Saturday Night Fire

Written by L. James Biddle Monday, 12 December 2016 10:45

As many residents of Newtown Square’s Larchmont neighborhood were either thinking about bedtime or watching late Saturday night television on December 10, a series of events altered lives and properties on both Northwood and Barren Road.   Calls to the Delaware County Fire Dispatch at approximately 11:16 p.m.  told of afire whose flames were visible more than a block away.

As apparatus of Newtown Square’s and Broomall’s Fire Companies approached the reported Northwood, near Dutton Drive location, their radio messages echoed the initially reported information supplied to the Delaware County 9 1 1   These initial fire ground reports added the heavily involved fire was in a building located at rear of the property,  

This on-scene report validated the initial dispatch including fire crews and apparatus from Upper Providence’s Rose Tree Fire Company and a specialty-service Rapid Intervention Crew from the Media Fire Company.  Also included were medical crews from Riddle Hospital. As these initial firefighters approached the fiercely burning structure, they found the intensity of the seemingly well-fueled fire had ignited a parked car and had begun to melt the siding of the adjacent residence.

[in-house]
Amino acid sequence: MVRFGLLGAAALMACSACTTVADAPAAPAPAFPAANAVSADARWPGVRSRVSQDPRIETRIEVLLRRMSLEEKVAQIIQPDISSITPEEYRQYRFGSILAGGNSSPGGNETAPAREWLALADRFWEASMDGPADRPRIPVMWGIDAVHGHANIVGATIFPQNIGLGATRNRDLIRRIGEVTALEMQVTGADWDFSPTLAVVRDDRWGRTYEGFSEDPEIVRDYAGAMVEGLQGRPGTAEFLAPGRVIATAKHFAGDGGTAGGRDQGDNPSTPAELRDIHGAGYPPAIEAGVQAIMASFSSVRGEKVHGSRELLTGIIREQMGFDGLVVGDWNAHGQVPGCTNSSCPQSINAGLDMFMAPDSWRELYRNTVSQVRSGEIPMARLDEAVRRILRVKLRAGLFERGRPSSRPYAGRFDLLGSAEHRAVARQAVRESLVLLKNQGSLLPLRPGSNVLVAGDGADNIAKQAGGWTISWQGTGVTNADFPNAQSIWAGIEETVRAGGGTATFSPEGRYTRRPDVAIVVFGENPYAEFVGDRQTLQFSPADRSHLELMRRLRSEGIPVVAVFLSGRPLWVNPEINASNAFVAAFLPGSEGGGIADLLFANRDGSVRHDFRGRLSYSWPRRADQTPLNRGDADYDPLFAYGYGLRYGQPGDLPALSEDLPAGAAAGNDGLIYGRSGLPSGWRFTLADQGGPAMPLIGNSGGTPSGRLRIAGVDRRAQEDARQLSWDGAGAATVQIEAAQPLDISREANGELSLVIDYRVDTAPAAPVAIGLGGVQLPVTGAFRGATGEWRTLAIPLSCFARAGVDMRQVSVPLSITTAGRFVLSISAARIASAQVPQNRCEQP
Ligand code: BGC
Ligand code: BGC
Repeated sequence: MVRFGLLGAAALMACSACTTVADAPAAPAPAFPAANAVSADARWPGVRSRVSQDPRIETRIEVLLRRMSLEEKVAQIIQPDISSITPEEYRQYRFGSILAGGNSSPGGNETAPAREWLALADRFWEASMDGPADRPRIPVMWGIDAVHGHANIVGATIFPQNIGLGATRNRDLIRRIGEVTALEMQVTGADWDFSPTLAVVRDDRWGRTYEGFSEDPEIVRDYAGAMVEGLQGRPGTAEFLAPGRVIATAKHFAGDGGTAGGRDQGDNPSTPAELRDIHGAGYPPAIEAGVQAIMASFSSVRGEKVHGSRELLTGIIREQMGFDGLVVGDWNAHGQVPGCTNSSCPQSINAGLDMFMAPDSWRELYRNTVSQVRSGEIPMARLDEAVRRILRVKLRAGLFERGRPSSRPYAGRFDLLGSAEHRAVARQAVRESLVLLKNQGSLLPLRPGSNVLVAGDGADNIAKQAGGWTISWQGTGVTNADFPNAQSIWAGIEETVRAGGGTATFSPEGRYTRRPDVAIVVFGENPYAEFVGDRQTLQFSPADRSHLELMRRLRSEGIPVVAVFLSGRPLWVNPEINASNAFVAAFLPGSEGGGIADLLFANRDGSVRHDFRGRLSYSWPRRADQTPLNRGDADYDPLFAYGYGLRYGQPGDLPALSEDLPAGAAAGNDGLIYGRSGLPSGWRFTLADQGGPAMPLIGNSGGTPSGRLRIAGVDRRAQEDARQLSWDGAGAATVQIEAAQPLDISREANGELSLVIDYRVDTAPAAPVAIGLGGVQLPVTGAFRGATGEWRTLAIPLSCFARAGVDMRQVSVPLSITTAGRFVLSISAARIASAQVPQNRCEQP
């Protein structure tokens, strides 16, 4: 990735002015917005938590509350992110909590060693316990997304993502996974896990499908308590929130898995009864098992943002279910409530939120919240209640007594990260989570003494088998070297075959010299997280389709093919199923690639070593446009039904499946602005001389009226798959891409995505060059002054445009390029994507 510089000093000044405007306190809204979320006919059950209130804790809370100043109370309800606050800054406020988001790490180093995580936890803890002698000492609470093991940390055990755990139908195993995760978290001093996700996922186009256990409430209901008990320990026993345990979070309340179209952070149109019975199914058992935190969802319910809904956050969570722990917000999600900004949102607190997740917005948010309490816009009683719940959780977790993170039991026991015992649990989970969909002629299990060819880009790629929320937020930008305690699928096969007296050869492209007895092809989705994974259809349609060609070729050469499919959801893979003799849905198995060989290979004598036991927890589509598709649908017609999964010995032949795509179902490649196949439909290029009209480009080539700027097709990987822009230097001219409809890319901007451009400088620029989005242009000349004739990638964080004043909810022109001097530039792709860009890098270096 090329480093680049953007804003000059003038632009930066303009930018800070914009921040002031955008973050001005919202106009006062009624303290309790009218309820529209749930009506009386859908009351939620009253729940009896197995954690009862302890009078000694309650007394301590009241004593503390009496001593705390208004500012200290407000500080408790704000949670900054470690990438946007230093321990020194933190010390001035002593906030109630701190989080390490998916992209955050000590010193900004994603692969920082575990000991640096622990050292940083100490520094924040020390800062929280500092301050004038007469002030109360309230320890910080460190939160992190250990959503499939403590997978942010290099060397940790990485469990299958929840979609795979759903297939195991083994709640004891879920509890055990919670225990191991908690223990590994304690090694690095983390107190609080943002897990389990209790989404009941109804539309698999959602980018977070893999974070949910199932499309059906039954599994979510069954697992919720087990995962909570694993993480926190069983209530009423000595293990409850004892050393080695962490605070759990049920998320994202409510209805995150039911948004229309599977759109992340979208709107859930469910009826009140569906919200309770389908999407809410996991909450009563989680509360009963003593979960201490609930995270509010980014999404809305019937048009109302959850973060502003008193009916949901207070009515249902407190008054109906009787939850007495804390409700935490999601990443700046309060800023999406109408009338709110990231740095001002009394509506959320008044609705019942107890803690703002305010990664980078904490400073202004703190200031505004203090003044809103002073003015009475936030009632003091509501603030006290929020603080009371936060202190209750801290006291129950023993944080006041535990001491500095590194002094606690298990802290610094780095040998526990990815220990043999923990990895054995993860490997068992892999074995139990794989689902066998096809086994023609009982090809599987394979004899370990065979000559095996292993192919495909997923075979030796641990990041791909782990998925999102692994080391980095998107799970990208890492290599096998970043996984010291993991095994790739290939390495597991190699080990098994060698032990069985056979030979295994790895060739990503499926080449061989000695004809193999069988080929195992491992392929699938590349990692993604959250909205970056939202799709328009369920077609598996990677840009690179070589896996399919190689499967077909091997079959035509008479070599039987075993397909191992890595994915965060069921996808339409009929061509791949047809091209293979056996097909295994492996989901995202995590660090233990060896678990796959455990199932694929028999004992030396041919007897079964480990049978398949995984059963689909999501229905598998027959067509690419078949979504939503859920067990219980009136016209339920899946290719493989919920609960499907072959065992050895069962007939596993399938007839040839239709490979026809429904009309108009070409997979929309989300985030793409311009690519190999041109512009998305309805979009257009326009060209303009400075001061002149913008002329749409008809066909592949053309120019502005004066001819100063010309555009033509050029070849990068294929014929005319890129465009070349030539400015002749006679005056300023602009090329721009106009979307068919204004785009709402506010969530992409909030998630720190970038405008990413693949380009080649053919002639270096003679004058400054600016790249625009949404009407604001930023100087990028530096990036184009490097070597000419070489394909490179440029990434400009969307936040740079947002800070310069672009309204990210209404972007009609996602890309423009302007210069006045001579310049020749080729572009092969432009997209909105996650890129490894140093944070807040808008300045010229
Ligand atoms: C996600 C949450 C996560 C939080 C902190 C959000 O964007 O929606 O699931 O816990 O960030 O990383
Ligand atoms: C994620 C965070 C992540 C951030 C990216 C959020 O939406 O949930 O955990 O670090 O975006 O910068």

This heat and flames from this building at the rear of the Northwood property across the property border to ignite a nearby building belonging to a Barren Road neighbor.

The amount of post-extinguishing activities, including overhaul, also included working with the Newtown Township Fire Marshal in his routine investigation. These responsibilities prompted a cooperative request for the dispatch of a ladder truck from Haverford Township’s Brookline Fire Company and a pumper from West Chester, Chester County.  While staged to respond from the Newtown Square Fire Company, they performed cover-up services for emergencies in both Newtown and Marple Townships.

 

Christmas Activities and Safety

Written by L. James Biddle Monday, 05 December 2016 16:27

Christmas is a time for church events and services, the annual December 4, St. Albans tree lighting ceremony, and the two nightly visits to Newtown Township by Santa.  The 2016 visits, as shown in the accompanying map, will begin at dusk on Friday, December 16 and Saturday, December 17.